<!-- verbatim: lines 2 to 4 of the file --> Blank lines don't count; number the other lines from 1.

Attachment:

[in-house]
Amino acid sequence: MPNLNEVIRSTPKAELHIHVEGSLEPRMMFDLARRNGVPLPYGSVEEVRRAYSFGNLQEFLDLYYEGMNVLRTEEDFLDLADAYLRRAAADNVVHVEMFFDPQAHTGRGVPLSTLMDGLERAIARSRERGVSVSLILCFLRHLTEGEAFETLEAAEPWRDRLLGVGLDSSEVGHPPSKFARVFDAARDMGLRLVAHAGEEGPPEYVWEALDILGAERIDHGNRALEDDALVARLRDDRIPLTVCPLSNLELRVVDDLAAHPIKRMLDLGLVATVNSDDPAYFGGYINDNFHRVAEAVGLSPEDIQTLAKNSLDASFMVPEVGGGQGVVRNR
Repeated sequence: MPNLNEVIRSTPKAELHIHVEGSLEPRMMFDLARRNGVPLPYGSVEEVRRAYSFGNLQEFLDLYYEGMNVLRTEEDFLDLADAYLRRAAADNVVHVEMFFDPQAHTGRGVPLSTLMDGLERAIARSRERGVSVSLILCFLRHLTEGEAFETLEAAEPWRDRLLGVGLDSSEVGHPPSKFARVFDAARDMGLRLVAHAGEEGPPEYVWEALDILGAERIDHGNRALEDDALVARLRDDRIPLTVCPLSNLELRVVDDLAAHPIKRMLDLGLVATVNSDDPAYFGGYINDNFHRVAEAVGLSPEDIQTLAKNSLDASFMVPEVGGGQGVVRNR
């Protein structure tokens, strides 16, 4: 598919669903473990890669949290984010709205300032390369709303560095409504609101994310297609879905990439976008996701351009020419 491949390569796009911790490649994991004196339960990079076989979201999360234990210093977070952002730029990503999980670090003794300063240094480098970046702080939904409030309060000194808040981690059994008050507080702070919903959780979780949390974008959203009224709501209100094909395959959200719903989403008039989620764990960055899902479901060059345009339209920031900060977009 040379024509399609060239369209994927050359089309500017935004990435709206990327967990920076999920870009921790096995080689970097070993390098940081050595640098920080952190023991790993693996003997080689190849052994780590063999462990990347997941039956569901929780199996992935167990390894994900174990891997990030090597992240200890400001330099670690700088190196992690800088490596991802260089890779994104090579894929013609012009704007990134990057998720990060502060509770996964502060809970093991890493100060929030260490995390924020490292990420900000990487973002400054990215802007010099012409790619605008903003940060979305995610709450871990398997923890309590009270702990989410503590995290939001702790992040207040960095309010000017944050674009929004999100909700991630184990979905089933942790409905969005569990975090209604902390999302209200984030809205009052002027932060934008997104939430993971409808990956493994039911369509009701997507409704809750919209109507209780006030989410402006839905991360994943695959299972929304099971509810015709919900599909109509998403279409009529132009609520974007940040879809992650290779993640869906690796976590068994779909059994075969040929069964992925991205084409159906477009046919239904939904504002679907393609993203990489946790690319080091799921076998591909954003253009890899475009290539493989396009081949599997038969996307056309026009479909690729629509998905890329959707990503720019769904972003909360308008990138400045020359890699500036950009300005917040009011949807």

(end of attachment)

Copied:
Amino acid sequence: MPNLNEVIRSTPKAELHIHVEGSLEPRMMFDLARRNGVPLPYGSVEEVRRAYSFGNLQEFLDLYYEGMNVLRTEEDFLDLADAYLRRAAADNVVHVEMFFDPQAHTGRGVPLSTLMDGLERAIARSRERGVSVSLILCFLRHLTEGEAFETLEAAEPWRDRLLGVGLDSSEVGHPPSKFARVFDAARDMGLRLVAHAGEEGPPEYVWEALDILGAERIDHGNRALEDDALVARLRDDRIPLTVCPLSNLELRVVDDLAAHPIKRMLDLGLVATVNSDDPAYFGGYINDNFHRVAEAVGLSPEDIQTLAKNSLDASFMVPEVGGGQGVVRNR
Repeated sequence: MPNLNEVIRSTPKAELHIHVEGSLEPRMMFDLARRNGVPLPYGSVEEVRRAYSFGNLQEFLDLYYEGMNVLRTEEDFLDLADAYLRRAAADNVVHVEMFFDPQAHTGRGVPLSTLMDGLERAIARSRERGVSVSLILCFLRHLTEGEAFETLEAAEPWRDRLLGVGLDSSEVGHPPSKFARVFDAARDMGLRLVAHAGEEGPPEYVWEALDILGAERIDHGNRALEDDALVARLRDDRIPLTVCPLSNLELRVVDDLAAHPIKRMLDLGLVATVNSDDPAYFGGYINDNFHRVAEAVGLSPEDIQTLAKNSLDASFMVPEVGGGQGVVRNR
């Protein structure tokens, strides 16, 4: 598919669903473990890669949290984010709205300032390369709303560095409504609101994310297609879905990439976008996701351009020419 491949390569796009911790490649994991004196339960990079076989979201999360234990210093977070952002730029990503999980670090003794300063240094480098970046702080939904409030309060000194808040981690059994008050507080702070919903959780979780949390974008959203009224709501209100094909395959959200719903989403008039989620764990960055899902479901060059345009339209920031900060977009 040379024509399609060239369209994927050359089309500017935004990435709206990327967990920076999920870009921790096995080689970097070993390098940081050595640098920080952190023991790993693996003997080689190849052994780590063999462990990347997941039956569901929780199996992935167990390894994900174990891997990030090597992240200890400001330099670690700088190196992690800088490596991802260089890779994104090579894929013609012009704007990134990057998720990060502060509770996964502060809970093991890493100060929030260490995390924020490292990420900000990487973002400054990215802007010099012409790619605008903003940060979305995610709450871990398997923890309590009270702990989410503590995290939001702790992040207040960095309010000017944050674009929004999100909700991630184990979905089933942790409905969005569990975090209604902390999302209200984030809205009052002027932060934008997104939430993971409808990956493994039911369509009701997507409704809750919209109507209780006030989410402006839905991360994943695959299972929304099971509810015709919900599909109509998403279409009529132009609520974007940040879809992650290779993640869906690796976590068994779909059994075969040929069964992925991205084409159906477009046919239904939904504002679907393609993203990489946790690319080091799921076998591909954003253009890899475009290539493989396009081949599997038969996307056309026009479909690729629509998905890329959707990503720019769904972003909360308008990138400045020359890699500036950009300005917040009011949807």